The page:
Alicia Elliott is a Tuscarora writer and editor from Six Nations of the Grand River. She has written for The Globe and Mail, CBC, Hazlitt and many others. She’s had numerous essays nominated for National Magazine Awards, and her essay “A Mind Spread Out on the Ground” won Gold. Her short fiction has been included in Best American Short Stories, Best Canadian Stories, and Journey Prize Stories. Alicia was chosen by Tanya Talaga as a recipient of the RBC Taylor Emerging Writer Award. Her first book, A Mind Spread Out on The Ground, was a national bestseller in Canada. It was also nominated for the Hilary Weston Writers’ Trust Prize for Nonfiction and won the Forest of Reading Evergreen Award.

She is currently creative nonfiction editor at The Fiddlehead, associate nonfiction editor at Little Fiction | Big Truths, and a consulting editor with The New Quarterly.

Her latest book is her fiction debut, And Then She Fell, a gripping novel about Indigeneity, motherhood and mental health that follows a young Mohawk woman who discovers that the picture-perfect life she always hoped for may have horrifying consequences. Author Eden Robinson praises Alicia’s “meticulous prose,” calling it “an agile portal through the narrator’s complex inner life, the tensions, and fractures that surface when the trappings of success hide the weight of intergenerational trauma, racism, sexism, and the unwieldy expectations of Motherhood. And Then She Fell saves us from devastation by the grace it shows its characters.” Heather O’Neill calls it “shocking, riveting, uncomfortable, gorgeous and visionary. Alicia Elliott destabilizes the reader and forces them to confront the horror of otherness. The cannibalism of Indigenous culture by academia is portrayed in a grotesque tableau that rivals the worlds of Jordan Peele…  Elliott’s true gift to the reader is a new perspective on Indigeneity which is both humbling and earth-shattering.”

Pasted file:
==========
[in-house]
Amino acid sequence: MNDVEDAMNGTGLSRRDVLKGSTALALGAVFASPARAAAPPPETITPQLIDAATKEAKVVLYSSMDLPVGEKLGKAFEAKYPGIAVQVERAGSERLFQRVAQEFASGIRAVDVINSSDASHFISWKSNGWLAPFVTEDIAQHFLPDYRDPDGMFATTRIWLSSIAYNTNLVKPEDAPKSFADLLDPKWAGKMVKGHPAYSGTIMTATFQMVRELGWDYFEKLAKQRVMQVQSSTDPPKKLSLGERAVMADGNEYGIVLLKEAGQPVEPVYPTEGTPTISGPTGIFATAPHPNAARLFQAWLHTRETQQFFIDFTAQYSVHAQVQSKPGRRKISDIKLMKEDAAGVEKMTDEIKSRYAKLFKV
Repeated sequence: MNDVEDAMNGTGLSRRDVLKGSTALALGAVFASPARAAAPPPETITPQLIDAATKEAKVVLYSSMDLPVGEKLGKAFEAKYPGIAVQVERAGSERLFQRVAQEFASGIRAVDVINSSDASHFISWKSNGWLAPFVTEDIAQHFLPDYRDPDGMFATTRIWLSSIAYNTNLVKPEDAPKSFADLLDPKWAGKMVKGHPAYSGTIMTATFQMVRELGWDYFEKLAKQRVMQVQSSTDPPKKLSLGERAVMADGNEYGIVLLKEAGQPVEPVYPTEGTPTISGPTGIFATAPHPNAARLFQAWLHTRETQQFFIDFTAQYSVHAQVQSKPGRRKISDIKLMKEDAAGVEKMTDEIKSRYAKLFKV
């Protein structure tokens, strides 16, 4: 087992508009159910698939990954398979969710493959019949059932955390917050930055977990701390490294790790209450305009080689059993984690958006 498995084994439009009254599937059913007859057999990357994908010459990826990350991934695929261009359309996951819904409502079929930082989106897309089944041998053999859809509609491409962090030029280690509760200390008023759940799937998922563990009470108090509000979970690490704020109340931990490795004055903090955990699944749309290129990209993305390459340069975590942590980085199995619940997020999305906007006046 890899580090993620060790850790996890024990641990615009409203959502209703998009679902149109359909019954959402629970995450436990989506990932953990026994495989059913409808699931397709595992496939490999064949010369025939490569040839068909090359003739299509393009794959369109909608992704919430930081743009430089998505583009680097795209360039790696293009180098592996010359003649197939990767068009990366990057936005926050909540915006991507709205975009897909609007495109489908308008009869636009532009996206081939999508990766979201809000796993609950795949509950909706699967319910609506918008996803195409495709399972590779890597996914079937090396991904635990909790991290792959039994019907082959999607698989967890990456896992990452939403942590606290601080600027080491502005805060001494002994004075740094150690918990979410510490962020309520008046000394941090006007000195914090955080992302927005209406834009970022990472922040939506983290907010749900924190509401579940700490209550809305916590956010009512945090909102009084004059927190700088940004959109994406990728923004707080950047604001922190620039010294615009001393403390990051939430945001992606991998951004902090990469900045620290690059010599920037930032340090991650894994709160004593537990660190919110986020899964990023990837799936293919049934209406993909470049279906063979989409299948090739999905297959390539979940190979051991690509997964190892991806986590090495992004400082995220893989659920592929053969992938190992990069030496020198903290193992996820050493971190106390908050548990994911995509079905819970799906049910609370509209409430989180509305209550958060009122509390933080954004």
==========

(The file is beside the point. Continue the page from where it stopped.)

Alicia lives in Brantford, Ontario, with her husband and child.

Appearing in 21. Cracks in the Foundation